As Amazon makes waves in its search for a second headquarters, Apple
is also on the hunt for an additional campus. But the Cupertino, Calif.-based company will likely choose a different location than Amazon — with a different set of implications, to boot.
Apple announced earlier this week, as part of a plan to add $350 billion to the U.S. economy, that it would be creating 20,000 jobs, including some that would be housed in a new campus. Apple’s plans sparked comparisons with Amazon’s
In reality, the projects have little in common, and Apple’s announcement of a new campus could have been designed to make a bigger splash given the hype Amazon has generated.
As VentureBeat pointed out, there are a number of factors that differentiate the two companies’ plans. Amazon’s HQ2 will involve hiring 50,000 employees with an average annual wage of $100,000, whereas Apple’s new campus will at least initially serve as a home base for customer technical support, the service known a
The average technical support staffer makes just under $33,000 a year, per VentureBeat’s calculations. Indeed, it seems this service center will mainly staff entry-level workers to start.
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Moreover, Apple does not appear to be going through the same request-for-proposals process as Amazon. Instead, Apple will likely take the more traditional approach that many companies take when searching for a location for a new satellite office — in other words, quietly reaching out to and examining cities rather than the beauty contest Amazon’s HQ2 search has become.
Nevertheless, in the way it framed its announcement, Apple appears to be attempting to ride the coattails of Amazon’s search, despite the fact that its new office space seems to be more run-of-the-mill, said Tendayi Kapfidze, chief economist at LendingTree. (Apple declined to comment for the story.)
It wouldn’t be surprising, therefore, if Apple chose a radically different city to house its new campus. And while the impact that new office space will have will be nowhere near as radical as Amazon’s HQ2, it can still make a significant difference on a local level.
Where will Apple choose to go?
The cities will likely be different, but the considerations quite similar. The company will generally look at labor scalability, accessibility, economic incentives and local culture, according to King White, chief executive officer at consulting firm Site Selection Group.
Apple may look to hire more high-skilled workers at the new facility over time. If so, it will need to be near a diverse pool of talent. That includes good schools.
Geographically, Apple will want to choose somewhere relatively near major metropolitan areas to help commuters.
Time zones are critical for customer support. So cities on the West Coast and in the Midwest can be ruled out most likely, since Apple’s headquarters are in Cupertino, Calif., and a second campus is already located in Austin, Texas.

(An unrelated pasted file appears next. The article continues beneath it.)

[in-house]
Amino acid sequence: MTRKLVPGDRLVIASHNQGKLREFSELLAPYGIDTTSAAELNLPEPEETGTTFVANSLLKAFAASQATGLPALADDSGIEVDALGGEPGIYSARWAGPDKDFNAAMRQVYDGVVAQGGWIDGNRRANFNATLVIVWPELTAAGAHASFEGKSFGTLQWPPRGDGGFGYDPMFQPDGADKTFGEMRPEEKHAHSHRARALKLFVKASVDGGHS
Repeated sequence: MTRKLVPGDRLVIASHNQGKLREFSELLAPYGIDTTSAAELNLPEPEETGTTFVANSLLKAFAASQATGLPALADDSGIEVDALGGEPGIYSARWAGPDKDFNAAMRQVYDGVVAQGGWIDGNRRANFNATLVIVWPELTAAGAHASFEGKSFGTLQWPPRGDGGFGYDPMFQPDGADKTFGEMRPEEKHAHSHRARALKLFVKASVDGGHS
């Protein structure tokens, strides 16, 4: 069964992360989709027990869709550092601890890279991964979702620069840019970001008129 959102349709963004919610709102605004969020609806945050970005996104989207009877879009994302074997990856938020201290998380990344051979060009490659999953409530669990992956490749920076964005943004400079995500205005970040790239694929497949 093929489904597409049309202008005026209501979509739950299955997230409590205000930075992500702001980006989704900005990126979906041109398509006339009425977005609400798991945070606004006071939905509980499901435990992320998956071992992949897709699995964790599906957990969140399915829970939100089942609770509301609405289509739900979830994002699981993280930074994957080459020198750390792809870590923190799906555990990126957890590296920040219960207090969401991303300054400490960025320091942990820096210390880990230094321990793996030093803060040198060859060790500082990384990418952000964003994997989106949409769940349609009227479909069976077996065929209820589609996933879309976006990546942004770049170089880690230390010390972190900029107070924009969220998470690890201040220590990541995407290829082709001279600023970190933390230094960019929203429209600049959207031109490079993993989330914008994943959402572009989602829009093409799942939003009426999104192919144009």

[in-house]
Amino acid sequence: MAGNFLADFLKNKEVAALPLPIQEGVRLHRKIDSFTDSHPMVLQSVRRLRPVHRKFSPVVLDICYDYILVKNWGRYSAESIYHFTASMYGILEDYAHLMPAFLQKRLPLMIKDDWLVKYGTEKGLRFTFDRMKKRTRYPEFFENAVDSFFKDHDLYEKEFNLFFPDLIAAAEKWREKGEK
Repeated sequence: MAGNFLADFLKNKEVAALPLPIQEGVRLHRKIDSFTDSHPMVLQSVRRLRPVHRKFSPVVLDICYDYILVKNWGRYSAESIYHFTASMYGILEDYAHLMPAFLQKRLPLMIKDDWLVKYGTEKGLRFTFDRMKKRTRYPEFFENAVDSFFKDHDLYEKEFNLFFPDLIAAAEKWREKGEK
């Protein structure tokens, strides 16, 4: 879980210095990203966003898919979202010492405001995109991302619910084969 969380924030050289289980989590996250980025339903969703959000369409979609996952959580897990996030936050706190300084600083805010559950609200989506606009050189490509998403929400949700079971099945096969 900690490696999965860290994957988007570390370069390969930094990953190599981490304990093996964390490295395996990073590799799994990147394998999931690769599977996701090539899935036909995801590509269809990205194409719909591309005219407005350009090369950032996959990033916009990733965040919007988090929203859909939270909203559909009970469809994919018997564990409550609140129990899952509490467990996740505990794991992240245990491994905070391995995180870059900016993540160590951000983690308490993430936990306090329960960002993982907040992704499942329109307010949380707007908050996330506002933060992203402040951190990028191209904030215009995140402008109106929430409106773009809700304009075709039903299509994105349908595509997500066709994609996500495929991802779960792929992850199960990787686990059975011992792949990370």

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The cost of doing business will matter too. Taxes are more expensive in the Northeast — but states like New Jersey have provided tax breaks to large companies. Comparatively, the Southeast and Sunbelt states tend to offer an attractive combination of tax credits, cash grants and training grants to lure companies there, King said.
All of this adds up to one crucial question: “Is it a desirable place to live, work and play?” King said.
|Top 10 most saturated call center metro areas (with populations over 1 million), according to Site Selection Group|
|Metro Area||Population||Total Labor Force||Call Center Employees||Saturation Rate|
|Salt Lake City,||1,160,217||615,514||25,632||4.2%|
Apple may very well choose a larger city that already plays host to many call centers. In that case, places like Tampa, Fla., and Phoenix, Ariz., could be in the running.
But Apple could also choose one of Amazon’s rejected candidates. Nashville, Raleigh, N.C., and Atlanta all feature many of the same appealing characteristics.
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Where would Apple be less likely to go?
Politicians and economists have argued that corporations should choose Rust Belt cities that have lost factory jobs. But the risk in such a move would likely prove too great, King said. While such an approach would be altruistic, many of these cities lack the amenities or diver talent pool that a large corporation would need to staff a new campus, making the risk of going there too great, King said.
What impact will Apple’s campus have?
An office complex of the size that Apple is likely to build won’t be as much of a game-changer as Amazon’s HQ2, but could have a positive influence nevertheless. The added jobs would help reduce unemployment and create more competition in the labor market. That would create a large pool of gainfully employed people who could pursue homeownership and other opportunities.
Plus, depending on the mix of low- and high-skilled jobs, it could attract other suppliers and vendors to set up shop nearby, creating a ripple effect. “These things are meaningful — that’s why you see state and local governments competing all the time,” Kapfidze said. “It will have a localized impact, just not on the scale of the Amazon story.”